Roy Romer has led a full and worthy life. As he details in the Los Angeles Times, he "sold tractors, owned a flight school, owned and operated a ski resort, climbed the Matterhorn, served as governor of Colorado for three terms, and chaired the Democratic National Committee." And after all that, on the cusp of retirement in 2000, at the age of 71, Romer went back to school and became superintendent of the L.A. Unified School District, a job he did not need but courageously undertook. Now, with his time at the head of L.A.'s schools all but finished, Romer took a moment to reflect on the experience he called "the most difficult and rewarding job" he's ever had. Romer's wisdom? Change doesn't occur overnight, and education rarely responds to silver bullets--it takes day-to-day perseverance to reform struggling schools. He worries that L.A. Mayor Antonio Villaraigosa's plan (which just passed in the California legislature and will be signed by the Gubernator unless he changes his mind) to take over the city's schools will only widen their problems. (Gadfly agrees.) While we would have liked to have seen this champion for children show more willingness to battle his bureaucracy and embrace charter schools, his steadfastness around sound pedagogy will be missed. Mr. Mayor: Please don't throw that baby out with the bathwater.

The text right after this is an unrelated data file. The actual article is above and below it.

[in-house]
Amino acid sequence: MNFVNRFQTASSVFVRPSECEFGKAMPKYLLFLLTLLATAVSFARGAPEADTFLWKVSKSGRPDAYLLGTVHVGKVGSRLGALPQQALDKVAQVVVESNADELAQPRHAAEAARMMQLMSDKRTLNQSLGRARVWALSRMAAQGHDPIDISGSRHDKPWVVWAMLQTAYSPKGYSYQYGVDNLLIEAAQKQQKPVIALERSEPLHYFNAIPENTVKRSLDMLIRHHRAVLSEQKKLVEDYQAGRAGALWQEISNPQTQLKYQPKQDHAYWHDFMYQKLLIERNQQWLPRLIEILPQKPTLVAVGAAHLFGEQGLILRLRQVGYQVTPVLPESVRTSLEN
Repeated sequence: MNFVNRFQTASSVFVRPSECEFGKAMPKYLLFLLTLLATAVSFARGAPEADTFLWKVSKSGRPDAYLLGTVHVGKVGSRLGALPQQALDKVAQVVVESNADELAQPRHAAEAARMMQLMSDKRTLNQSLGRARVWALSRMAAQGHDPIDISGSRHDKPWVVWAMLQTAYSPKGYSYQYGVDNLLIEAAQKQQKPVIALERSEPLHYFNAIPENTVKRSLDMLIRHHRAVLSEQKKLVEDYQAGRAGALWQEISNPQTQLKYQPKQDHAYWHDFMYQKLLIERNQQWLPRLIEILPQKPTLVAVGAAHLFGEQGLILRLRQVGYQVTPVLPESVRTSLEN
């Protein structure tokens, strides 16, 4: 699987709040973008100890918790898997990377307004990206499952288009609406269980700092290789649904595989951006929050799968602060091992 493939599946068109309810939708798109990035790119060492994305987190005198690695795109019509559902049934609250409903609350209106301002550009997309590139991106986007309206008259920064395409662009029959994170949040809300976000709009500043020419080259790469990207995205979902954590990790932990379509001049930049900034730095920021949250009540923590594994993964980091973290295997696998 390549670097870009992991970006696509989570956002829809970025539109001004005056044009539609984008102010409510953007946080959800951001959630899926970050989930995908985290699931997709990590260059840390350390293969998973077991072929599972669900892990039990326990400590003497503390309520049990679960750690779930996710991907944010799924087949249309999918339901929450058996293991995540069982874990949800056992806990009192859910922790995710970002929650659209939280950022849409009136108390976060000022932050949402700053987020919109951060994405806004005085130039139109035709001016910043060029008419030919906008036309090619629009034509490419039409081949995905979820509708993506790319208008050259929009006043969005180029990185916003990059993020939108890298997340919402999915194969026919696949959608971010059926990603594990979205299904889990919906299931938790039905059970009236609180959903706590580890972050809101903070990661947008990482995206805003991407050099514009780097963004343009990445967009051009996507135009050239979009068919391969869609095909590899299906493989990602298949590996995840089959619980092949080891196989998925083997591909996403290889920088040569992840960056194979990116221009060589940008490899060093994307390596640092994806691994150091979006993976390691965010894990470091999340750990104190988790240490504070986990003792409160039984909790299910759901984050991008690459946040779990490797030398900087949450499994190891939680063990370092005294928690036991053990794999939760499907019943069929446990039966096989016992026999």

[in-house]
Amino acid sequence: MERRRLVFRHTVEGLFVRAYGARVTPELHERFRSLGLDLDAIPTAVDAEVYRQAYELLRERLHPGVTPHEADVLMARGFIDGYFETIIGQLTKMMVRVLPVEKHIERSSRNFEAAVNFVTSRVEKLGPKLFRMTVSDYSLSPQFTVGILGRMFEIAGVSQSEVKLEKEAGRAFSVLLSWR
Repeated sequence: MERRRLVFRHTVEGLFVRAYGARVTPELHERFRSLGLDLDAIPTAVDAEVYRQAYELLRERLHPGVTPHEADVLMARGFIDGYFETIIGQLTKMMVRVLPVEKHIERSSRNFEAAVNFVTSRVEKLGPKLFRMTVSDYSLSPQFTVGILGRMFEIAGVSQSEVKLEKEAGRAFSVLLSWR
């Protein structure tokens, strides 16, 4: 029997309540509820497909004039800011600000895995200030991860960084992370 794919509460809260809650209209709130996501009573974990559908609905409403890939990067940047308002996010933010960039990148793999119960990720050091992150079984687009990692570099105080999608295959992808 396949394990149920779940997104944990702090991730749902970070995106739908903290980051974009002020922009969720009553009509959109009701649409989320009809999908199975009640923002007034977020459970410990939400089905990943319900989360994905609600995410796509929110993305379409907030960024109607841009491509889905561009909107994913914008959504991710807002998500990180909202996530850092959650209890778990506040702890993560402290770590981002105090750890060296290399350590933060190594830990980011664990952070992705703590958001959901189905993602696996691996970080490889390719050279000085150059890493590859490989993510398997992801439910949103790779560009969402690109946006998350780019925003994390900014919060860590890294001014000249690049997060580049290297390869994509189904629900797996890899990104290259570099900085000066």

"Adios, and good luck," by Roy Romer, Los Angeles Times, August 27, 2006

"L.A. Story (Cont'd)," Wall Street Journal, August 31, 2006 (subscription required)

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